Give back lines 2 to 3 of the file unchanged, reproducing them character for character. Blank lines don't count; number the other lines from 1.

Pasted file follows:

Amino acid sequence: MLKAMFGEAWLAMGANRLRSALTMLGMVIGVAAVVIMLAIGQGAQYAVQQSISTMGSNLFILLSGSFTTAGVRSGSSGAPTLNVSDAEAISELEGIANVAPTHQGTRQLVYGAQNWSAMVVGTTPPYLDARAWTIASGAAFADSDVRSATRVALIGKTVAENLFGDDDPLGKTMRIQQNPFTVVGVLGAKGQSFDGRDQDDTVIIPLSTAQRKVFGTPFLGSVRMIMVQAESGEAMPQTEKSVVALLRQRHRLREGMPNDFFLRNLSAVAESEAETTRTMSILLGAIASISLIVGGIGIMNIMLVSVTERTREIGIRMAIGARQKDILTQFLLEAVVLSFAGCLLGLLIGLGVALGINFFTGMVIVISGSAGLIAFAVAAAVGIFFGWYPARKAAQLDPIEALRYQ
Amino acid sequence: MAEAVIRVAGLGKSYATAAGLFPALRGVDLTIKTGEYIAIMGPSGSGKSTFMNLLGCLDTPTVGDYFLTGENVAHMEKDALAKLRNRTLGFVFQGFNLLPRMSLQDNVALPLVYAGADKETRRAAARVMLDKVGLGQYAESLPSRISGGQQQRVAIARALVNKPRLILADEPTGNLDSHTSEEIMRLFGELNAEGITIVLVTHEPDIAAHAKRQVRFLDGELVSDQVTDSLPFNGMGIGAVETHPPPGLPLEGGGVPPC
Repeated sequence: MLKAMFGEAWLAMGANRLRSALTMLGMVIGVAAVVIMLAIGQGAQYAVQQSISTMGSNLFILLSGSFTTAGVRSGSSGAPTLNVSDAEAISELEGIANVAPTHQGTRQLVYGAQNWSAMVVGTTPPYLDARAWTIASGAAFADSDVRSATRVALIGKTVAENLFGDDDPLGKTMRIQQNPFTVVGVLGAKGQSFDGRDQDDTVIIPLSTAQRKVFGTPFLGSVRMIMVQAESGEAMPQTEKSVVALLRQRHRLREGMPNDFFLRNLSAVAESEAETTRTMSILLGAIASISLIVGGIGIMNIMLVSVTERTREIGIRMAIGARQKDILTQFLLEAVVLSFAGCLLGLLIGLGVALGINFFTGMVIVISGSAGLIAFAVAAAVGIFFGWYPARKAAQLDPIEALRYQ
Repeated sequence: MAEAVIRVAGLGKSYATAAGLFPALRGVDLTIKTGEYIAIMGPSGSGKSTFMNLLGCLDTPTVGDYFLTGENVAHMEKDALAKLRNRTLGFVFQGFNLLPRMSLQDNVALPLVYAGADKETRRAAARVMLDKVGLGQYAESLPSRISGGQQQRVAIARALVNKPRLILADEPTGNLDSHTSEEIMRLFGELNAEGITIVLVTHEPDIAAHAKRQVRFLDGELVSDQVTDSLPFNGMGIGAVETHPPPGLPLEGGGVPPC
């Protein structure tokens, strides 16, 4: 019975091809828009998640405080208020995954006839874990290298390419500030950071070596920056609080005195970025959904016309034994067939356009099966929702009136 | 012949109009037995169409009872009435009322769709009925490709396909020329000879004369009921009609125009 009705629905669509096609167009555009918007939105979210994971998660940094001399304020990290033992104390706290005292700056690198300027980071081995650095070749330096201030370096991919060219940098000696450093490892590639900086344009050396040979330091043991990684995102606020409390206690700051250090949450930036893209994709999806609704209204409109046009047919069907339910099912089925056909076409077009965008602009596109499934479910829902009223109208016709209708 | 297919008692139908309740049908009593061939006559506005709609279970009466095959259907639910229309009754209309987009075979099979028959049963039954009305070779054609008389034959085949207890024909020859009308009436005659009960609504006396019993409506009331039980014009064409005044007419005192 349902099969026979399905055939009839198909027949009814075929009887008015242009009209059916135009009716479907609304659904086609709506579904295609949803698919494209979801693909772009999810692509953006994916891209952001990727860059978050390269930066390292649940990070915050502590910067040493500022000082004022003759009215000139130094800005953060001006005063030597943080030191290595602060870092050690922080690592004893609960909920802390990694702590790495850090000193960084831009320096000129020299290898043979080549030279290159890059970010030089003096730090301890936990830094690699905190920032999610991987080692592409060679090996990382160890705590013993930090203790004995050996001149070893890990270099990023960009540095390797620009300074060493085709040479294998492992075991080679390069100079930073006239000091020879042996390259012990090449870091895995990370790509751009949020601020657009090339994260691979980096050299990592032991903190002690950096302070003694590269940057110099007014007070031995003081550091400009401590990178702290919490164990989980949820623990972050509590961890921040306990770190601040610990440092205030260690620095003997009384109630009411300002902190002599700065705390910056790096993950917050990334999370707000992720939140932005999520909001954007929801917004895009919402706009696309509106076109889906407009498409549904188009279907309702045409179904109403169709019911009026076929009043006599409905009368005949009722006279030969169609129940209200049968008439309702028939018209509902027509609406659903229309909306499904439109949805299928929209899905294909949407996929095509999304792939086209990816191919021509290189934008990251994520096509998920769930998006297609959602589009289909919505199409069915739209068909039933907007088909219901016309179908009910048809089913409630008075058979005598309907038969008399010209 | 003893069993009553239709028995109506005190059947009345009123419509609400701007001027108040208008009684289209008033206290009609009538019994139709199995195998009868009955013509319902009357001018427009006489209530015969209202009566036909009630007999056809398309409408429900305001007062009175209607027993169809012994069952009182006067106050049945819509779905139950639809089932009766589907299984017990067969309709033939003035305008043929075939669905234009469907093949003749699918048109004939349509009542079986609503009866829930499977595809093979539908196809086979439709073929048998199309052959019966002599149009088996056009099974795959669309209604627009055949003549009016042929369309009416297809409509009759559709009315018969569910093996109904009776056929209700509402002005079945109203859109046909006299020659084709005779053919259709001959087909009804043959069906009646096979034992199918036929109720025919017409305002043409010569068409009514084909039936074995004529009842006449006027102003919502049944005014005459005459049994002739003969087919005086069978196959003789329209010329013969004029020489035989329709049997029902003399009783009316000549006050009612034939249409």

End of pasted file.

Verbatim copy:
Amino acid sequence: MAEAVIRVAGLGKSYATAAGLFPALRGVDLTIKTGEYIAIMGPSGSGKSTFMNLLGCLDTPTVGDYFLTGENVAHMEKDALAKLRNRTLGFVFQGFNLLPRMSLQDNVALPLVYAGADKETRRAAARVMLDKVGLGQYAESLPSRISGGQQQRVAIARALVNKPRLILADEPTGNLDSHTSEEIMRLFGELNAEGITIVLVTHEPDIAAHAKRQVRFLDGELVSDQVTDSLPFNGMGIGAVETHPPPGLPLEGGGVPPC
Repeated sequence: MLKAMFGEAWLAMGANRLRSALTMLGMVIGVAAVVIMLAIGQGAQYAVQQSISTMGSNLFILLSGSFTTAGVRSGSSGAPTLNVSDAEAISELEGIANVAPTHQGTRQLVYGAQNWSAMVVGTTPPYLDARAWTIASGAAFADSDVRSATRVALIGKTVAENLFGDDDPLGKTMRIQQNPFTVVGVLGAKGQSFDGRDQDDTVIIPLSTAQRKVFGTPFLGSVRMIMVQAESGEAMPQTEKSVVALLRQRHRLREGMPNDFFLRNLSAVAESEAETTRTMSILLGAIASISLIVGGIGIMNIMLVSVTERTREIGIRMAIGARQKDILTQFLLEAVVLSFAGCLLGLLIGLGVALGINFFTGMVIVISGSAGLIAFAVAAAVGIFFGWYPARKAAQLDPIEALRYQ